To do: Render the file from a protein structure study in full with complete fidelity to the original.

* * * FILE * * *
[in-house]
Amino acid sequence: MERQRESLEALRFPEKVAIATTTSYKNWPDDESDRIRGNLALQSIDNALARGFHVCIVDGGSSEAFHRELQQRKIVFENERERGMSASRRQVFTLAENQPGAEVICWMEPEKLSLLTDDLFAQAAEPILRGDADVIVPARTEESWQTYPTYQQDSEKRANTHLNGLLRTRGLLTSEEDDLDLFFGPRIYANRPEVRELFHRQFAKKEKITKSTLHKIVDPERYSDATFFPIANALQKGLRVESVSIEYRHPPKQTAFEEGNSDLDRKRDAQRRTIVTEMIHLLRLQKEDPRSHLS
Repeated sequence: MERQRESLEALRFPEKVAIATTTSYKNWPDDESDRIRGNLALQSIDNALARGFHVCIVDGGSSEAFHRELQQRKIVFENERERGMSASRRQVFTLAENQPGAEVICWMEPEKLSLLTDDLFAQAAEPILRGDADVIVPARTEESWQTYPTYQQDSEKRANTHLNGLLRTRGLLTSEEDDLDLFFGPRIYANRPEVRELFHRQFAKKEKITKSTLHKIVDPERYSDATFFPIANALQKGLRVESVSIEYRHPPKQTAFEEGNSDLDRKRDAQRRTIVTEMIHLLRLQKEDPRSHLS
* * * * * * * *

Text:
[in-house]
Amino acid sequence: MERQRESLEALRFPEKVAIATTTSYKNWPDDESDRIRGNLALQSIDNALARGFHVCIVDGGSSEAFHRELQQRKIVFENERERGMSASRRQVFTLAENQPGAEVICWMEPEKLSLLTDDLFAQAAEPILRGDADVIVPARTEESWQTYPTYQQDSEKRANTHLNGLLRTRGLLTSEEDDLDLFFGPRIYANRPEVRELFHRQFAKKEKITKSTLHKIVDPERYSDATFFPIANALQKGLRVESVSIEYRHPPKQTAFEEGNSDLDRKRDAQRRTIVTEMIHLLRLQKEDPRSHLS
Repeated sequence: MERQRESLEALRFPEKVAIATTTSYKNWPDDESDRIRGNLALQSIDNALARGFHVCIVDGGSSEAFHRELQQRKIVFENERERGMSASRRQVFTLAENQPGAEVICWMEPEKLSLLTDDLFAQAAEPILRGDADVIVPARTEESWQTYPTYQQDSEKRANTHLNGLLRTRGLLTSEEDDLDLFFGPRIYANRPEVRELFHRQFAKKEKITKSTLHKIVDPERYSDATFFPIANALQKGLRVESVSIEYRHPPKQTAFEEGNSDLDRKRDAQRRTIVTEMIHLLRLQKEDPRSHLS